He doesn't feel that this is a constructive approach.

I'm no lawyer but I don't think that is the definition of "probably cause."

Probable cause would be seeing somebody and having a reason to think they committed a crime.  

What you have described - stopping somebody to just check them for other things- is stop and frisk which is illegal in Chicago and most of the U.S.

Stopping someone riding on the sidewalk or wrong way down a one way IS the exact definition of probable cause. The drug dealers use lockouts on bikes, they are the dealers themselves, or they are the protection (aka armed) for the block and it's dealers. After they are stopped an officer could make more PC to further the stop, or garner enough suspicion to further an investigation, which then they must document. Since the majority of police power, as well as drug sales, is concentrated in poor communities of color it would make sense this "trend" would even be in existence. In places like Buck town or Logan, while there are probably dealers and users, they aren't as numerous or blantant as let's say Lawndale or West Garfield park.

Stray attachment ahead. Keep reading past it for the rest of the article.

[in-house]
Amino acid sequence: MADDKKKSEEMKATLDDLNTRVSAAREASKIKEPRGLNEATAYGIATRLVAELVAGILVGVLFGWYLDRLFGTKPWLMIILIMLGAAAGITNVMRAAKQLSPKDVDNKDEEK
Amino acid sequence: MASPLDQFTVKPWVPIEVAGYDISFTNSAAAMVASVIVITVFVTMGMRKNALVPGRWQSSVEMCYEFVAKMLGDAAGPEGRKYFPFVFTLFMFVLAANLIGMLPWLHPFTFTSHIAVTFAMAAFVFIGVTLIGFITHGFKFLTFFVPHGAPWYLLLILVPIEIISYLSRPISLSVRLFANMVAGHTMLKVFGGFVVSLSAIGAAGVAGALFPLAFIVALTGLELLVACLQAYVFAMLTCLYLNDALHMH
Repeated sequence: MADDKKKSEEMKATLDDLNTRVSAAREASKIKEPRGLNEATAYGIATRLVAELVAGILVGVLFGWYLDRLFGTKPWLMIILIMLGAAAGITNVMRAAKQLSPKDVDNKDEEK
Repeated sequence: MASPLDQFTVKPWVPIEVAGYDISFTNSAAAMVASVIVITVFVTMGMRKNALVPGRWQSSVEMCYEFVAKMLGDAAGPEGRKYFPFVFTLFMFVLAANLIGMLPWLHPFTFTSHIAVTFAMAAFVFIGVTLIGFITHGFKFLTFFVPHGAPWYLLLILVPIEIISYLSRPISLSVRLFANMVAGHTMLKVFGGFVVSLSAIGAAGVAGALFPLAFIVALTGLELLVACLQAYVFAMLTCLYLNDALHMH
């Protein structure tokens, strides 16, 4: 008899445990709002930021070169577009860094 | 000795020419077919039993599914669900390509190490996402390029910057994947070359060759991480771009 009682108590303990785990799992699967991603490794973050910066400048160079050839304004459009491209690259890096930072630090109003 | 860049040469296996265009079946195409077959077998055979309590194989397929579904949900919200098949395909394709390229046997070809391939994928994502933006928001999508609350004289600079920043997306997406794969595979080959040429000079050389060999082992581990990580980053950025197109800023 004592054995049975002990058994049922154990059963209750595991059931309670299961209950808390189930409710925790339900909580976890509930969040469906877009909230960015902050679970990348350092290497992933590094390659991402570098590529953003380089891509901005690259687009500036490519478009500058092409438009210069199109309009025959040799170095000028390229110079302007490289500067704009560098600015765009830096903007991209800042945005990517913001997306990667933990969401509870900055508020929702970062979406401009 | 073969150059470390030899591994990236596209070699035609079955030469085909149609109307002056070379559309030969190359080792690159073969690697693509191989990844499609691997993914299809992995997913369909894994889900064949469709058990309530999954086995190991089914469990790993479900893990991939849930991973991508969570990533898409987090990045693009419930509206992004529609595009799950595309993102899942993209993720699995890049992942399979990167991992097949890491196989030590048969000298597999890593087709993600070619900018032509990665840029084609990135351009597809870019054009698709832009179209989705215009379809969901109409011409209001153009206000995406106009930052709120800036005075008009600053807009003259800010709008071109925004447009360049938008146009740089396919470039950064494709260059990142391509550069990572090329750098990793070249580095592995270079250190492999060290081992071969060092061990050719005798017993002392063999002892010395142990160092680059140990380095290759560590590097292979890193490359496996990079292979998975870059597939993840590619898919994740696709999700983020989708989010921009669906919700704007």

CPD surveillance/enforcement officers aren't driving around with ticket books.  It's not like they're arresting a gang member for a felony drug or gun offense and also writing him a ticket for riding his bike on the sidewalk.  This data is about generally law-abiding people who are only committing minor traffic violations, like your average car driver.  If somebody is openly selling rocks and blows on a corner in Lawndale, CPD doesn't need to manufacture PC through bike law enforcement.

Actually if they have the PC to stop someone for a bike infraction versus only reasonable suspicion (which more than likely will get tossed in a PC hearing), wouldn't it make sense to use the PC to their advantage?

And I can tell you with almost certainty that Chicago doesn't have as many officers doing surveillance/enforcement as you might think. They can barely man the beat cars let alone special units.